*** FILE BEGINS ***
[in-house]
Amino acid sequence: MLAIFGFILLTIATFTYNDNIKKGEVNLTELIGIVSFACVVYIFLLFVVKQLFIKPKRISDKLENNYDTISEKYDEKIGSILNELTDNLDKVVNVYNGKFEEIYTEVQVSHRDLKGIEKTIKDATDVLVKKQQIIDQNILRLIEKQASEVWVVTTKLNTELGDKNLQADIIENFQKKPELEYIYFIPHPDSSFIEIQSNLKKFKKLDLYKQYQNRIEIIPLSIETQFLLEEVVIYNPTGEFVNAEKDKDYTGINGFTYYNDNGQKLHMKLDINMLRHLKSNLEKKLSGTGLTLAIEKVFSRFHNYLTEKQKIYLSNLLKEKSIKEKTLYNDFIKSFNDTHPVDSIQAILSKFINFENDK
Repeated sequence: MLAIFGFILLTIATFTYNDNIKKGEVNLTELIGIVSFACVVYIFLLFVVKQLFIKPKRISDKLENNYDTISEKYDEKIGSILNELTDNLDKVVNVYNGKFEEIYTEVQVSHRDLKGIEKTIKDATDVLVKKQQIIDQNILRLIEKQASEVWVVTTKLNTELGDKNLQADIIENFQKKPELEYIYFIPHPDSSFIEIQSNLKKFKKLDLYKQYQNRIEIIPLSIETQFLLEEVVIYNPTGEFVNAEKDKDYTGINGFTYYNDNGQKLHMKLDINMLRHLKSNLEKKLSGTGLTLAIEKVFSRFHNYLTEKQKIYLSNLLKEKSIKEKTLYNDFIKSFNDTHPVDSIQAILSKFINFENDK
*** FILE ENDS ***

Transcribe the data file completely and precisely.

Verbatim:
[in-house]
Amino acid sequence: MLAIFGFILLTIATFTYNDNIKKGEVNLTELIGIVSFACVVYIFLLFVVKQLFIKPKRISDKLENNYDTISEKYDEKIGSILNELTDNLDKVVNVYNGKFEEIYTEVQVSHRDLKGIEKTIKDATDVLVKKQQIIDQNILRLIEKQASEVWVVTTKLNTELGDKNLQADIIENFQKKPELEYIYFIPHPDSSFIEIQSNLKKFKKLDLYKQYQNRIEIIPLSIETQFLLEEVVIYNPTGEFVNAEKDKDYTGINGFTYYNDNGQKLHMKLDINMLRHLKSNLEKKLSGTGLTLAIEKVFSRFHNYLTEKQKIYLSNLLKEKSIKEKTLYNDFIKSFNDTHPVDSIQAILSKFINFENDK
Repeated sequence: MLAIFGFILLTIATFTYNDNIKKGEVNLTELIGIVSFACVVYIFLLFVVKQLFIKPKRISDKLENNYDTISEKYDEKIGSILNELTDNLDKVVNVYNGKFEEIYTEVQVSHRDLKGIEKTIKDATDVLVKKQQIIDQNILRLIEKQASEVWVVTTKLNTELGDKNLQADIIENFQKKPELEYIYFIPHPDSSFIEIQSNLKKFKKLDLYKQYQNRIEIIPLSIETQFLLEEVVIYNPTGEFVNAEKDKDYTGINGFTYYNDNGQKLHMKLDINMLRHLKSNLEKKLSGTGLTLAIEKVFSRFHNYLTEKQKIYLSNLLKEKSIKEKTLYNDFIKSFNDTHPVDSIQAILSKFINFENDK